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Unformatted text preview: Expectation of geometric distribution What is the probability that X is finite? Σ ∞ k =1 f X ( k ) = Σ ∞ k =1 (1 p ) k 1 p = p Σ ∞ j =0 (1 p ) j = p 1 1 (1 p ) = 1 Can now compute E ( X ): E ( X ) = Σ ∞ k =1 k · (1 p ) k 1 p = p " Σ ∞ k =1 (1 p ) k 1 + Σ ∞ k =2 (1 p ) k 1 + Σ ∞ k =3 (1 p ) k 1 + ··· # = p [(1 /p ) + (1 p ) /p + (1 p ) 2 /p + ··· ] = 1 + (1 p ) + (1 p ) 2 + ··· = 1 /p So, for example, if the success probability p is 1 / 3, it will take on average 3 trials to get a success. • All this computation for a result that was intuitively clear all along . . . 1 Variance and Standard Deviation Expectation summarizes a lot of information about a ran dom variable as a single number. But no single number can tell it all. Compare these two distributions: • Distribution 1: Pr(49) = Pr(51) = 1 / 4; Pr(50) = 1 / 2 . • Distribution 2: Pr(0) = Pr(50) = Pr(100) = 1 / 3. Both have the same expectation: 50. But the first is much less “dispersed” than the second. We want a measure of dispersion . • One measure of dispersion is how far things are from the mean, on average. Given a random variable X , ( X ( s ) E ( X )) 2 measures how far the value of s is from the mean value (the expec tation) of X . Define the variance of X to be Var(X) = E((X E(X)) 2 ) = Σ s ∈ S Pr(s)(X(s) E(X)) 2 The standard deviation of X is σ X = r Var(X) = r Σ s ∈ S Pr( s )( X ( s ) E ( X )) 2 2 Why not use  X ( s ) E ( X )  as the measure of distance instead of variance? • ( X ( s ) E ( X )) 2 turns out to have nicer mathematical properties. • In R n , the distance between ( x 1 , . . . , x n ) and ( y 1 , . . . , y n ) is r ( x 1 y 1 ) 2 + ··· + ( x n y n ) 2 Example: • The variance of distribution 1 is 1 4 (51 50) 2 + 1 2 (50 50) 2 + 1 4 (49 50) 2 = 1 2 • The variance of distribution 2 is 1 3 (100 50) 2 + 1 3 (50 50) 2 + 1 3 (0 50) 2 = 5000 3 Expectation and variance are two ways of compactly de scribing a distribution. • They don’t completely describe the distribution • But they’re still useful! 3 Variance: Examples Let X be Bernoulli, with probability p of success. Recall that E ( X ) = p . Var(X) = (0 p ) 2 · (1 p ) + (1 p ) 2 · p = p (1 p )[ p + (1 p )] = p (1 p ) Theorem: Var(X) = E(X 2 ) E(X) 2 . Proof: E (( X E ( X )) 2 ) = E ( X 2 2 E ( X ) X + E ( X ) 2 ) = E ( X 2 ) 2 E ( X ) E ( X ) + E ( E ( X ) 2 ) = E ( X 2 ) 2 E ( X ) 2 + E ( X ) 2 = E ( X 2 ) E ( X ) 2 Think of this as E (( X c ) 2 ), then substitute E ( X ) for c ....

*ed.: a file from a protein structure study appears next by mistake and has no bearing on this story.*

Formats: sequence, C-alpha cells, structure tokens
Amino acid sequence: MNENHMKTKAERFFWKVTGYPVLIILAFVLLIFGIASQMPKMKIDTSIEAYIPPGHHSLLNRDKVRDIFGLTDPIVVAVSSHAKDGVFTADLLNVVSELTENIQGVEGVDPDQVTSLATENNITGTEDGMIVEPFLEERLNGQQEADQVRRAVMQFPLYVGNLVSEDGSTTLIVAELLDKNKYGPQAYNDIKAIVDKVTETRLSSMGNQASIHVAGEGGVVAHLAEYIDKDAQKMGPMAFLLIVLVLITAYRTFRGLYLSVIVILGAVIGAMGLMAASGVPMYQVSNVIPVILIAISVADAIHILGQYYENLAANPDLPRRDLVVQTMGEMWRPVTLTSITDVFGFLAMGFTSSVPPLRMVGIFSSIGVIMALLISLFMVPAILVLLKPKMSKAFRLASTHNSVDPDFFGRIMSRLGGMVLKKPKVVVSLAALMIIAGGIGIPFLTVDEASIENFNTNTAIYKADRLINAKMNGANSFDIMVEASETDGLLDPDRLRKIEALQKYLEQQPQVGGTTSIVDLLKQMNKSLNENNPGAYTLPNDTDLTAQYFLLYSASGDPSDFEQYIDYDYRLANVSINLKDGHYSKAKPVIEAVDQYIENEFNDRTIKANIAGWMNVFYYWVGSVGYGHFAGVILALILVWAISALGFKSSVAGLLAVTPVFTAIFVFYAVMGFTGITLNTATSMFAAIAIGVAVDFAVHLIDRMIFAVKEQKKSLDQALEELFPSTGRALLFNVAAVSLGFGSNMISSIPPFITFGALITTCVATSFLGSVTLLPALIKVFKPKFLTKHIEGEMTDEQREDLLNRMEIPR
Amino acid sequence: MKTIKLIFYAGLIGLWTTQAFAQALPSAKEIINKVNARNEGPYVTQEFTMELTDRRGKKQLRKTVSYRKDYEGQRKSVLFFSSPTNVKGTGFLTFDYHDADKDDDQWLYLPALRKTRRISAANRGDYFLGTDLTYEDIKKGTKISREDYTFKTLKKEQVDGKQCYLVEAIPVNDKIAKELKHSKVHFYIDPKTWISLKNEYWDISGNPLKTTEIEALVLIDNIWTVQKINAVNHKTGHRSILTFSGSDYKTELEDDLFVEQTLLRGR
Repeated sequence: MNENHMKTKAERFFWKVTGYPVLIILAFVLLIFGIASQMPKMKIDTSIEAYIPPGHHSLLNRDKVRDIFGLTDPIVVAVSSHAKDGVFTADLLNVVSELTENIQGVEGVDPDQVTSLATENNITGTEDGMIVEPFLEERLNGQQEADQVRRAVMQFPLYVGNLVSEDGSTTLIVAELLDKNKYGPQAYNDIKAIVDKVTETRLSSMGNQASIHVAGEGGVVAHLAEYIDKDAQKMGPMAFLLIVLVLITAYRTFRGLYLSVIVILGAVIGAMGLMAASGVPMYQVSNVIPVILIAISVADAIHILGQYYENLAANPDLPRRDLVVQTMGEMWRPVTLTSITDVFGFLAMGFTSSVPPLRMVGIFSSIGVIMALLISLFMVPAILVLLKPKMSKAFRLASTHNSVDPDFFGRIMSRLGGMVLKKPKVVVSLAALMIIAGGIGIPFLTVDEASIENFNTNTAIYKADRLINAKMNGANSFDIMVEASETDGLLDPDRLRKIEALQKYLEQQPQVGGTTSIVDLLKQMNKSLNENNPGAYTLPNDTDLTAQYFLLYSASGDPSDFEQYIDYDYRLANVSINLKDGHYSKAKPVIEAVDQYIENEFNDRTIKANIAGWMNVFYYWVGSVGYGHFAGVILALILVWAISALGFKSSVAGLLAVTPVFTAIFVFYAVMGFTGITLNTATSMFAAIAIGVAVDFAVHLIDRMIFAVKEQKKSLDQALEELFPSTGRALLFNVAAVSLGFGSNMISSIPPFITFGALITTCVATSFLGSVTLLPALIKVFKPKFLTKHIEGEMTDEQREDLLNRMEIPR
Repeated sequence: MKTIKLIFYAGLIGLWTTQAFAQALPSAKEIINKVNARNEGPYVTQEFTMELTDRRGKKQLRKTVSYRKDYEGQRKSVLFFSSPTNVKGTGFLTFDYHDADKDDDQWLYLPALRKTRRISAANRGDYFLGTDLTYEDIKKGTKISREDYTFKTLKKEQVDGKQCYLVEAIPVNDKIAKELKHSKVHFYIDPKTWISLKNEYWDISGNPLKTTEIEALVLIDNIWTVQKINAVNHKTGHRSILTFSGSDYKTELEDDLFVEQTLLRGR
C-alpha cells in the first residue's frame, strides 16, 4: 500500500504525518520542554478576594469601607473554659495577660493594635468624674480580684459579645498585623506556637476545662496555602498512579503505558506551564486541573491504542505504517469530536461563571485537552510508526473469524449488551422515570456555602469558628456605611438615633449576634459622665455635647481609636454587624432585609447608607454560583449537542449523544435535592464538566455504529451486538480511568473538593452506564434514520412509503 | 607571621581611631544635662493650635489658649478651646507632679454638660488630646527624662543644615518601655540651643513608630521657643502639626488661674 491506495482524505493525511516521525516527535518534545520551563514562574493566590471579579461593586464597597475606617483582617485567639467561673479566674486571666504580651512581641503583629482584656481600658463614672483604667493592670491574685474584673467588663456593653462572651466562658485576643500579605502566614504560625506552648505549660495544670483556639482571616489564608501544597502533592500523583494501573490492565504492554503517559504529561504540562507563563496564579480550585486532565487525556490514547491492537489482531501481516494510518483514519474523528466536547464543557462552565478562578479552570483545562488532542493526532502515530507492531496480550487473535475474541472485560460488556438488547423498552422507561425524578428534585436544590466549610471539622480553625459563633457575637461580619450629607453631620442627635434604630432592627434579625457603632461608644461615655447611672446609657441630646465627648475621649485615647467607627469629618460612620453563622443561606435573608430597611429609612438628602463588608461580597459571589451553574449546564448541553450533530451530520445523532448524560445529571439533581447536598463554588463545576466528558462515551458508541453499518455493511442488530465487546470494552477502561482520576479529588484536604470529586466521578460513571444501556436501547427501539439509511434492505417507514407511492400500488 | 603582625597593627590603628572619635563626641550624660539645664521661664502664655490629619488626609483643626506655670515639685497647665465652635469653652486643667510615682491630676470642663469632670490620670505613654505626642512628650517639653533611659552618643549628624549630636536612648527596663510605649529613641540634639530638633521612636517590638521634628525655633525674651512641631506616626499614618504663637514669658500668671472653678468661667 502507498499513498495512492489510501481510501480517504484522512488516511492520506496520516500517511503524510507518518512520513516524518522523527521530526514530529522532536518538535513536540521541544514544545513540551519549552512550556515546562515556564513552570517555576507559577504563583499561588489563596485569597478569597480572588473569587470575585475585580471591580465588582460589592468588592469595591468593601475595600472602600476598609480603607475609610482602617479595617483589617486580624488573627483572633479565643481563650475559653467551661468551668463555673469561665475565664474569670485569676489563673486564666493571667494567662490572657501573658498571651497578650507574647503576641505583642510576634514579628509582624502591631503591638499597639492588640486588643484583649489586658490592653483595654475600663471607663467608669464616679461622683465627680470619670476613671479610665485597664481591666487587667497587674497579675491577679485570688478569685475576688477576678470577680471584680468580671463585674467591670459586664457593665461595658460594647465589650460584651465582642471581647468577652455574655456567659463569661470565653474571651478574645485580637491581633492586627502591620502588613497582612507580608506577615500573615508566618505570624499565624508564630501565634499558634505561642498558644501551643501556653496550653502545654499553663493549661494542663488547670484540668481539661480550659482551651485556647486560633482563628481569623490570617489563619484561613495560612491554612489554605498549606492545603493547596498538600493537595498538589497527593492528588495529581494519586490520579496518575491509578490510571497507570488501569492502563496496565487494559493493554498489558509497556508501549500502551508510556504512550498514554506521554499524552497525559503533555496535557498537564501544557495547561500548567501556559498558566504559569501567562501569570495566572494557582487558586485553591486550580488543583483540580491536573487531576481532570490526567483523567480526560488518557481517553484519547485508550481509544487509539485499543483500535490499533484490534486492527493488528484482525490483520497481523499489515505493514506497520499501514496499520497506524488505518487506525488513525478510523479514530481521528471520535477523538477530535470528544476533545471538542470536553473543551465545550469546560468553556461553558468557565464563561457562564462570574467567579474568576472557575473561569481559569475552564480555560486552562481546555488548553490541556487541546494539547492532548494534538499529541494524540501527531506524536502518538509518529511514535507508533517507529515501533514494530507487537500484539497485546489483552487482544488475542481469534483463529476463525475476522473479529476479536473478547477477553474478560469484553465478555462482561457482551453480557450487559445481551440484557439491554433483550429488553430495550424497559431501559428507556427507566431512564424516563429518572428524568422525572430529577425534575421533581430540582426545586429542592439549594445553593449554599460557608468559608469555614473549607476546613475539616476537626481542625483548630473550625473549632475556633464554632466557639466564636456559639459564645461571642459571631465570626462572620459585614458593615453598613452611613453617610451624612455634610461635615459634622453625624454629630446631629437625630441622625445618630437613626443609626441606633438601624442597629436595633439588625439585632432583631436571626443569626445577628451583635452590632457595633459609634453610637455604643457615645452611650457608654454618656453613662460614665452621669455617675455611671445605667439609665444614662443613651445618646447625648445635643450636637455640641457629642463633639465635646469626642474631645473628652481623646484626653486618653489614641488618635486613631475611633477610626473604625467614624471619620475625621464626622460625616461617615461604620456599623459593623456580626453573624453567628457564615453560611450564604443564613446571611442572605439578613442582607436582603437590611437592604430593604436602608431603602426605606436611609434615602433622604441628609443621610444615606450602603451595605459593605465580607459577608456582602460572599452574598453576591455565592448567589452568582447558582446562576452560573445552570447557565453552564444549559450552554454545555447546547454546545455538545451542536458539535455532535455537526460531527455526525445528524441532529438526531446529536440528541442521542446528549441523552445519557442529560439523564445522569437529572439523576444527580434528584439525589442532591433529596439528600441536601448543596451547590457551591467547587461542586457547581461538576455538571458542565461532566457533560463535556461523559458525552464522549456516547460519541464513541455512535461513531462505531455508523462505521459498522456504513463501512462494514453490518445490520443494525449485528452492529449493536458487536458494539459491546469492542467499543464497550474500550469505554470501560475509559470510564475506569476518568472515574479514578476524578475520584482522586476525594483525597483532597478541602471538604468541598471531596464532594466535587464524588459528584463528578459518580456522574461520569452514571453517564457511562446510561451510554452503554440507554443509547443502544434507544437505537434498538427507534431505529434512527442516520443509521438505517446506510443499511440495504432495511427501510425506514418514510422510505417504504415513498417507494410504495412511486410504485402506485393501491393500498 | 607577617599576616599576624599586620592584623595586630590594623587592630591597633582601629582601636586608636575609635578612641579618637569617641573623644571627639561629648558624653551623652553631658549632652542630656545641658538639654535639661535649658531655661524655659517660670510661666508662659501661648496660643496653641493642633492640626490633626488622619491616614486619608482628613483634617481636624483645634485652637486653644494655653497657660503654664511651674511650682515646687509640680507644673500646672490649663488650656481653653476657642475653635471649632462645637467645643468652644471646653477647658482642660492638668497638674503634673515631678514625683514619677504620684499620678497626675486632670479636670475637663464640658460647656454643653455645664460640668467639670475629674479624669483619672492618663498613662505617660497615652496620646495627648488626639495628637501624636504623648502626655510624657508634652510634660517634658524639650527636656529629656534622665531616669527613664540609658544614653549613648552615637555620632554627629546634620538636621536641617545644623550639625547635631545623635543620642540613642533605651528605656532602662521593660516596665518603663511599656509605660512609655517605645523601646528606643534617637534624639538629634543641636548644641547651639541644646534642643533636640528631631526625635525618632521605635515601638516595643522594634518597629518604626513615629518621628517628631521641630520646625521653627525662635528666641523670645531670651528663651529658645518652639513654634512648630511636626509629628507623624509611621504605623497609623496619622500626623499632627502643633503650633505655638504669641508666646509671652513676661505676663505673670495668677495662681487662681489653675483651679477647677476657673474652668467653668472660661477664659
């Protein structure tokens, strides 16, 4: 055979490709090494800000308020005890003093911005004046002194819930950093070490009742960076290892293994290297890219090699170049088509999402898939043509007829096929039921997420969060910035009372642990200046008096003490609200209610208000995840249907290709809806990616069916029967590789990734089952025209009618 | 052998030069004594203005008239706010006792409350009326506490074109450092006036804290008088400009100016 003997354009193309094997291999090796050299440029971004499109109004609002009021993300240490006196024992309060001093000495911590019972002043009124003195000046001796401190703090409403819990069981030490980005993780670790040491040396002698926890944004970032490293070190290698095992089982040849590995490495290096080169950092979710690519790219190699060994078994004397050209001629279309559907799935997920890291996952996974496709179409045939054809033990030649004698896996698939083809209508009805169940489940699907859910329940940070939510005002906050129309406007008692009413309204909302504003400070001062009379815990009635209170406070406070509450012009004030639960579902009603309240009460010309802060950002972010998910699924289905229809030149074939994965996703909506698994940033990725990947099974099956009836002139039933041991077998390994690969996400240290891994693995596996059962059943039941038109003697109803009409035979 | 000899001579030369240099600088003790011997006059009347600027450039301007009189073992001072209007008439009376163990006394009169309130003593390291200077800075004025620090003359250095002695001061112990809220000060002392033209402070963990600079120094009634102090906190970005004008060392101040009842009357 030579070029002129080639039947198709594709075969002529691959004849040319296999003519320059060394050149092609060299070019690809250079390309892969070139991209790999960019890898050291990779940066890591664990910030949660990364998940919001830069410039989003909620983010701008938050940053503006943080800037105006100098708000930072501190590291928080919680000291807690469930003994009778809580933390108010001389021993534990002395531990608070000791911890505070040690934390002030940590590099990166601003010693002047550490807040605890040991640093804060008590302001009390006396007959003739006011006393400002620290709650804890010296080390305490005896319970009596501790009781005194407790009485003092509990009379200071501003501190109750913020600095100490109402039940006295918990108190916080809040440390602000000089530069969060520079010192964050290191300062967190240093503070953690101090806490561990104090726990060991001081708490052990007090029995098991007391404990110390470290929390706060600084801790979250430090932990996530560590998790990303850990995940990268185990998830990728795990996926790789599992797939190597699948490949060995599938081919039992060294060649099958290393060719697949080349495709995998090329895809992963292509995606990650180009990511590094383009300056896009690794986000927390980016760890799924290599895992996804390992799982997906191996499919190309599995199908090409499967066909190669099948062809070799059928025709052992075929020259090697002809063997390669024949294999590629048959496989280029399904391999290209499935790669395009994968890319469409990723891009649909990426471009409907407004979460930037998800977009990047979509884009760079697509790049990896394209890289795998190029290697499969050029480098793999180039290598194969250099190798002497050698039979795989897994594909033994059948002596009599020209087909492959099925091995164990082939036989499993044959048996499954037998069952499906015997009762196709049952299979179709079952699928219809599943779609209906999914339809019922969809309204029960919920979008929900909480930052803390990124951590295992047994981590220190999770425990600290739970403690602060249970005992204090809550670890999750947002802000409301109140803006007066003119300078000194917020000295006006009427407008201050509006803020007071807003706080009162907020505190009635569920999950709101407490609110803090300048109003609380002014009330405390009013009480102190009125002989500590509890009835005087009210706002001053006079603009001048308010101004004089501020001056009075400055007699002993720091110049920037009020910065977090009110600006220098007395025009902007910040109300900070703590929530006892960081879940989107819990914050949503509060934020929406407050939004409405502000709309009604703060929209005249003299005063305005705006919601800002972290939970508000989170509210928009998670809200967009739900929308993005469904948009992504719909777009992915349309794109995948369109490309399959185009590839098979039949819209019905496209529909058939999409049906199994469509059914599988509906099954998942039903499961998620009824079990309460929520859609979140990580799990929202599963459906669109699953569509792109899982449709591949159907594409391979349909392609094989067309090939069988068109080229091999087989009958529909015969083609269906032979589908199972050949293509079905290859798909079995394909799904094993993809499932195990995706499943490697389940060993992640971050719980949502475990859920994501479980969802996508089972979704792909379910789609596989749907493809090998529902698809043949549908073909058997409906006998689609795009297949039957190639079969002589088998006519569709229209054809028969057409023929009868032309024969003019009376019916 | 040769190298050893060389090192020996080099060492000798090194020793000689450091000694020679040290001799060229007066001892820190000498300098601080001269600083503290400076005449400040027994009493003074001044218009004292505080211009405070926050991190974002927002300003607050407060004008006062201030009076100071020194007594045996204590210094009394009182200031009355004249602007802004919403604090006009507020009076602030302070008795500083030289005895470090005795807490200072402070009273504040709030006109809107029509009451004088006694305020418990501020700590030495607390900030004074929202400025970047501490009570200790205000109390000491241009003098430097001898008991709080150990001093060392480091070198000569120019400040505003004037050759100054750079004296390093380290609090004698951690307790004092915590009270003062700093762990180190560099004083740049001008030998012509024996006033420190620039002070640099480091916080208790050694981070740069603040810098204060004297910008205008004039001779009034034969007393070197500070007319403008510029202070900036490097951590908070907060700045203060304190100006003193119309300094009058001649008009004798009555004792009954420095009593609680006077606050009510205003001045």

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This note was uploaded on 05/21/2009 for the course CS 2800 taught by Professor Selman during the Spring '07 term at Cornell.
 Spring '07
 SELMAN

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